NOAH LEAVITT: This is really just the kickoff of a larger initiative, a larger push. So, what are some of the next steps here in order to eventually get the CDC to hopefully start including this in their tracking systems? What are some of the next steps, the next things you’re hoping to accomplish?

BRYN AUSTIN: So, we worked with several other national groups, so including Striped, we worked with the Academy for Eating Disorders, which is the world’s leading professional society for people specializing in eating disorders research and treatment. And we worked with the Eating Disorders Coalition and the National Eating Disorders Association. So particularly with epidemiologist at the Academy for Eating Disorders, we did months of research to do our background work to see what was the CDC doing now and were there surveys that should be able to include eating disorders because they’re most relevant. So that was many months of work.

Then we teamed up with the Eating Disorders Coalition to organize this effort on Capitol Hill where we talked to members of Congress about reaching out to the CDC and sending letters to Director Fitzgerald of the CDC, saying that members of Congress really urge her to put eating disorders on the CDC’s radar. That has been done. Director Fitzgerald has received the letters from 17 senators and 48 members of the House of Representatives in the US Congress. And they are now on notice that this is an issue that Congress recognizes is important for Americans, and it should be important for the CDC.

The next step will be to sit down with the CDC and probably also sitting down with staff at the National Center for Health Statistics to talk about where can measures of eating disorders be added into the surveys? Which questions specifically, how should they be worded, which questions already exist that they can pick up and will be most useful. And we certainly want them to be asking questions that are relevant to the various types of eating disorders even when the Youth Risk Behavior Surveillance System collected information that was an eating disorder behaviors, they did not collect anything related to binge eating disorder.

So, they didn’t collect anything around binge eating or feeling out of control around food and some of the ways we might assess that. So that’s never been collected by the federal government on these surveillance tools. We absolutely need activity added. That’s– more Americans are affected by binge eating disorder than any other eating disorder. And that certainly cuts across all communities also and has closer to gender parity and the number of men and women who are affected by binge eating disorder. We’d want to be able to sit down with our scientists, specialists, and eating disorders epidemiology to sit down with the CDC’s epidemiologists and talk through what are the best way to measure these symptoms and which surveys does it make the most sense to put which questions in.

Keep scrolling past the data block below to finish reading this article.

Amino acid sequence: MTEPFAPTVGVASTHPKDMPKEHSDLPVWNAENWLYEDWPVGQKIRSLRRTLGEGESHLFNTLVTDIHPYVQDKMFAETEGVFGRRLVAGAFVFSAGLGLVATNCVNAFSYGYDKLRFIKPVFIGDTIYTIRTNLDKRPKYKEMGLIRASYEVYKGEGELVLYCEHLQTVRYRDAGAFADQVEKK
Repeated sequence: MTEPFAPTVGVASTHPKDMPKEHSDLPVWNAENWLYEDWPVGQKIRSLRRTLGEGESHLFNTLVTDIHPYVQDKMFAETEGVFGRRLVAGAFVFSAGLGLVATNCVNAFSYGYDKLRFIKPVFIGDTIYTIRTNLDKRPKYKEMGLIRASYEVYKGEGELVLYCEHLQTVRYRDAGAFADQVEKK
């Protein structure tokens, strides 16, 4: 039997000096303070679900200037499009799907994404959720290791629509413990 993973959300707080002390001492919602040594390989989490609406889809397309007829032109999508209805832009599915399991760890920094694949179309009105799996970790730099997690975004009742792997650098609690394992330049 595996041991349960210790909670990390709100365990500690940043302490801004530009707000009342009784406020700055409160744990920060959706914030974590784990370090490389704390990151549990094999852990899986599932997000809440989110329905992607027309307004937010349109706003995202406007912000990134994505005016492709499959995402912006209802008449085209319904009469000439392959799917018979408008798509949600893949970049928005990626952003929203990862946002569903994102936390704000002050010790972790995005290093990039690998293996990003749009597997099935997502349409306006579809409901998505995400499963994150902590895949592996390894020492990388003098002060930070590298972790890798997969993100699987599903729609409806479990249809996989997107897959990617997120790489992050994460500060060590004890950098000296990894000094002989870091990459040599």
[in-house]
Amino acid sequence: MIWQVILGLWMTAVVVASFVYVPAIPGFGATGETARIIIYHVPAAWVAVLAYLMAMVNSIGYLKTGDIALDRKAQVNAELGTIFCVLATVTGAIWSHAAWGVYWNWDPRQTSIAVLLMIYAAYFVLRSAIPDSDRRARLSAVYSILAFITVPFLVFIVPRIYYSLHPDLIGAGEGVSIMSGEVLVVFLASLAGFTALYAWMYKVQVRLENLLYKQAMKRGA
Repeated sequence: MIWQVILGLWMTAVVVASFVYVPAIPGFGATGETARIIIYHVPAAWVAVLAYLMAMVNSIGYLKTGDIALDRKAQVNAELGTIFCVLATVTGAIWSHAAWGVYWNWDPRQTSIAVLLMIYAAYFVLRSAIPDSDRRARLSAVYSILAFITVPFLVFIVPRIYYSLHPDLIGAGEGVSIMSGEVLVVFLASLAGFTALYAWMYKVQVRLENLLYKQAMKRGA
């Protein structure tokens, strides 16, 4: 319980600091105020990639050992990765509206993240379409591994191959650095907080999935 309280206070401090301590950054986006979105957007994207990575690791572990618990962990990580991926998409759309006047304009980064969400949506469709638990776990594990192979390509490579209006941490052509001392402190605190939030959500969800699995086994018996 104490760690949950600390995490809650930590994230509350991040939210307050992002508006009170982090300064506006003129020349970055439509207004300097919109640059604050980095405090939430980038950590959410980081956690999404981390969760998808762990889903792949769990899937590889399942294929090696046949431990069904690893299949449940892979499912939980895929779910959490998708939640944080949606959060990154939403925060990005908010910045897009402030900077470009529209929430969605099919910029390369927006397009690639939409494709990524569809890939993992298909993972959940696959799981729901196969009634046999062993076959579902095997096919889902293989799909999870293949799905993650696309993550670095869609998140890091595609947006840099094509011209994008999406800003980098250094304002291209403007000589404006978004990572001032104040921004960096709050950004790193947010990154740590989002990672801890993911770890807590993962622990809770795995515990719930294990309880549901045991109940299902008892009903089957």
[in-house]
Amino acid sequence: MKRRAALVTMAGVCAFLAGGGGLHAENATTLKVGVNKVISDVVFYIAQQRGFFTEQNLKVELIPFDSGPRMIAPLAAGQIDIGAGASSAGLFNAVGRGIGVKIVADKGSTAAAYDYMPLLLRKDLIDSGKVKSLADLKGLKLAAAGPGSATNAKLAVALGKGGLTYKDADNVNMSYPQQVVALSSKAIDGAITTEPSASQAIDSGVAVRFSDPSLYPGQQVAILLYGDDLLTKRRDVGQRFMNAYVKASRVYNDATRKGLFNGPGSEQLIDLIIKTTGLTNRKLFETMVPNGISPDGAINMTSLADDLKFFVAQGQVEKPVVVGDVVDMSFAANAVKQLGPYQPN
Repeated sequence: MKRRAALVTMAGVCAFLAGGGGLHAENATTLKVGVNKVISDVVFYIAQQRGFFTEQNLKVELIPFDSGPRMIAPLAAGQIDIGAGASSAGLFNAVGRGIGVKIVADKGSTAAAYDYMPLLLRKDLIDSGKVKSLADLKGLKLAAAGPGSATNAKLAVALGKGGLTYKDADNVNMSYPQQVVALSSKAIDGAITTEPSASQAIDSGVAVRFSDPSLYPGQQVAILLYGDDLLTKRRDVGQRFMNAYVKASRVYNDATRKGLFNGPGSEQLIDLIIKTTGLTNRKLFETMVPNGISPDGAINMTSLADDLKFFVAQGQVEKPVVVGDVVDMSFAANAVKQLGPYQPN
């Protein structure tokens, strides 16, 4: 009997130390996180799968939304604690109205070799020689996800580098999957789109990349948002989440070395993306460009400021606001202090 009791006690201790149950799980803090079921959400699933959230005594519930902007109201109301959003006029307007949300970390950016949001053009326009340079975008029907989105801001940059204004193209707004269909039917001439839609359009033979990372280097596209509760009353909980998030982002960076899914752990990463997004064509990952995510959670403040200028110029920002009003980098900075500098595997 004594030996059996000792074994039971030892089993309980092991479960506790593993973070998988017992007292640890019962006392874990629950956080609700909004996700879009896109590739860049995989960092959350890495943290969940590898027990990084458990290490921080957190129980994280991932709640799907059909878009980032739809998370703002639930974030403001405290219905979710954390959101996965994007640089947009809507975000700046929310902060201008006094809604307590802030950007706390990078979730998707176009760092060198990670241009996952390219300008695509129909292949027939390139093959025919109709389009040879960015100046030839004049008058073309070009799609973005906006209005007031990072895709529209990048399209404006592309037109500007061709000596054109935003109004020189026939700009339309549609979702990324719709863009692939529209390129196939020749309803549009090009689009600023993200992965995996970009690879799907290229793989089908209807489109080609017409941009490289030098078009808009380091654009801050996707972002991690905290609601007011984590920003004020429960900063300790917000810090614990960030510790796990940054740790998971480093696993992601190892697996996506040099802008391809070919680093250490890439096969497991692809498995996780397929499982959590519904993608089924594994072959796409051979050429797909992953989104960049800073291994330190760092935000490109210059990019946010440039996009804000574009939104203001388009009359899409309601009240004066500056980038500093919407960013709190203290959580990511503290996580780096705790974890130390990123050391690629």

That was our conversation with Bryn Austin on eating disorders.

If you want to learn more about eating disorders and the effort to track them, we’ll have information on our website,

That’s all for this week’s episode. A reminder that you can always find us on Soundcloud, iTunes, or Stitcher.

November 30, 2017 — Around 30 million Americans will be affected by an eating disorder in their lifetime, but these psychiatric disorders are not regularly tracked by the Centers for Disease Control and Prevention (CDC). That’s why a coalition led by Harvard’s Strategic Training Initiative for the Prevention of Eating Disorders (STRIPED) is asking the CDC to monitor eating disorders as a part of national disease surveillance efforts. In this week’s episode, we speak with Bryn Austin, professor in the Department of Social and Behavioral Sciences and director of STRIPED, to learn how better data on eating disorders could improve treatment and prevention.

You can subscribe to this podcast by visiting iTunes, listen to it by following us on Soundcloud, and stream it on the Stitcher app.

Learn more

Fact sheet on eating disorders (PDF)

CDC Eating Disorders Health Monitoring Project